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Saturday, February 12, 2011

What is a Runza? Recipe for Runza Casserole

What is a Runza?

You'll be familiar with them if you're from the Midwest. If you drive through Nebraska, you'll run across some Runza Restaurants. This is their logo.
According to the official Runza website:
It all started in 1949 with the Original Runza® Sandwich. Homemade dough made from scratch everyday — stuffed full of ground beef, onions, cabbage, and secret spices—and then baked fresh and served hot.



I do have a recipe to make something that looks very similar to the one above, however individually stuffing bread can be very time consuming for the home cook. So I have simplified things. I tweaked a recipe given to my mother by a close family friend. The original recipe called for a head of chopped cabbage but they had substituted a 15oz bag of angel hair coleslaw instead so they didn't have to chop the head of cabbage. Although this works, I found using actual cabbage produced a better casserole. If you have a food processor, shredding your own head of cabbage is easy enough. This casserole recipe is different in that instead of individual stuffed rolls, it's a 9x13 inch casserole with a top and bottom crust that you cut into squares. I found the Pillsbury Big & Buttery crescent rolls worked really well as they are slightly larger and fit the pan better. It's still delicious, easier to serve and simpler by far to make.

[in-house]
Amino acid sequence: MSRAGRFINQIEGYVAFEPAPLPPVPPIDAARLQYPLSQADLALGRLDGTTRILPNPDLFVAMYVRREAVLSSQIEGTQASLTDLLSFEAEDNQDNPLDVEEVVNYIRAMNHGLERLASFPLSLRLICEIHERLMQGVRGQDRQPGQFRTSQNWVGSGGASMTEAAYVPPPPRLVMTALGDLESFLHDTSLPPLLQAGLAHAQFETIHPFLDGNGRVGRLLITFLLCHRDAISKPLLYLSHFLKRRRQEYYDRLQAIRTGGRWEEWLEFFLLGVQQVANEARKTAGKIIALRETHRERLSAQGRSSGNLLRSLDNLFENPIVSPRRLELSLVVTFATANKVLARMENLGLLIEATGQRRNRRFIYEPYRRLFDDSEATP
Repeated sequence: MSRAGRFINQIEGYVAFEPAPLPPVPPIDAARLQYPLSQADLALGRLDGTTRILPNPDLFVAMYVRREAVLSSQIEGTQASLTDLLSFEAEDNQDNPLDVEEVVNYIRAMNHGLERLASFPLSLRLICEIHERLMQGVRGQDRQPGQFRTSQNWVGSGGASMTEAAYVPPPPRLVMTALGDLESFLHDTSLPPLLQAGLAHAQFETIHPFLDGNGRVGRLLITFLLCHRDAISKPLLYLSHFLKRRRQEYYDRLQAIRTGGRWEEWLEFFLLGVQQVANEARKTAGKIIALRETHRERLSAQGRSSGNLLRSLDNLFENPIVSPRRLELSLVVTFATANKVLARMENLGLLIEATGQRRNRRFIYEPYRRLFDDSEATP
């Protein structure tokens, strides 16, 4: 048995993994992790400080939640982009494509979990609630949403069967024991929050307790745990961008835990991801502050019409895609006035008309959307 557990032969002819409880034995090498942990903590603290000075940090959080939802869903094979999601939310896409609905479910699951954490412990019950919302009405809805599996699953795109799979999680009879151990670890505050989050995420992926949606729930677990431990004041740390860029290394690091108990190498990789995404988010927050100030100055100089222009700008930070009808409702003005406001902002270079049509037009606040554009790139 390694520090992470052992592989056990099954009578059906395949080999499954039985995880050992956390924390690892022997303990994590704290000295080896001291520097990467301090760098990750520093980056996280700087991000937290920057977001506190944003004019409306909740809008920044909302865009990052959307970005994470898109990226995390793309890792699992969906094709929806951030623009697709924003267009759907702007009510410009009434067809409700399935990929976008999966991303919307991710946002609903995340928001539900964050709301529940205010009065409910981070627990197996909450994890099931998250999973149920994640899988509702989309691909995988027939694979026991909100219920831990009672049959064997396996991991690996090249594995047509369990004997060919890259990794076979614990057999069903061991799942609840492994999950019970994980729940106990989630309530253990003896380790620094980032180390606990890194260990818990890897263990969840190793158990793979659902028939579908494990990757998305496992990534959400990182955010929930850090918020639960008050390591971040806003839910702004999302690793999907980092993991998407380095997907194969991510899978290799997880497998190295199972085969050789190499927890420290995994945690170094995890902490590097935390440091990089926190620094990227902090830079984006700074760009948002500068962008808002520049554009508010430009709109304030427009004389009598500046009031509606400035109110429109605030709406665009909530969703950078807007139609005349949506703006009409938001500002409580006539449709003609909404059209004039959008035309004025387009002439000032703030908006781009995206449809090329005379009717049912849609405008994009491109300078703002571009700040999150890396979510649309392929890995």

Runza Casserole

2 packages Crescent rolls (preferably Big & Buttery)
1 onion, chopped
1 med head of cabbage, shredded
1 cup shredded mozzarella cheese
1 ½ lbs ground beef
Salt and pepper to taste
1 can mushroom soup

Brown beef with onion, drain. Add cabbage and cover with lid to simmer to get cabbage halfway done. Then add soup to meat mixture and mix well. Spray a 9x13 casserole dish with non-stick spray. Put one package of crescent rolls across the bottom of the entire dish. Add your beef mixture and cover with shredded cheese. Put second package of crescent rolls across the top and seal to the edges of the dish leaving no large gaps. Bake at 350ºF for about 30 minutes, until nice and brown.


Thursday, February 3, 2011

Chocolate Angel Food Cake

    Seeing as I had 9 egg whites left over from making the Bread Pudding earlier, I put them to good use in my Chocolate Angel Food Cake recipe. This is my own recipe, adapted from two other recipes to get one that worked for me that we liked. I started with a cocoa angel food cake recipe from a Dear Daughter...with Love from My Kitchen cookbook. I then used Alton Brown's Angel Food Cake directions. He used cake flour and I liked that. You can find his recipe here.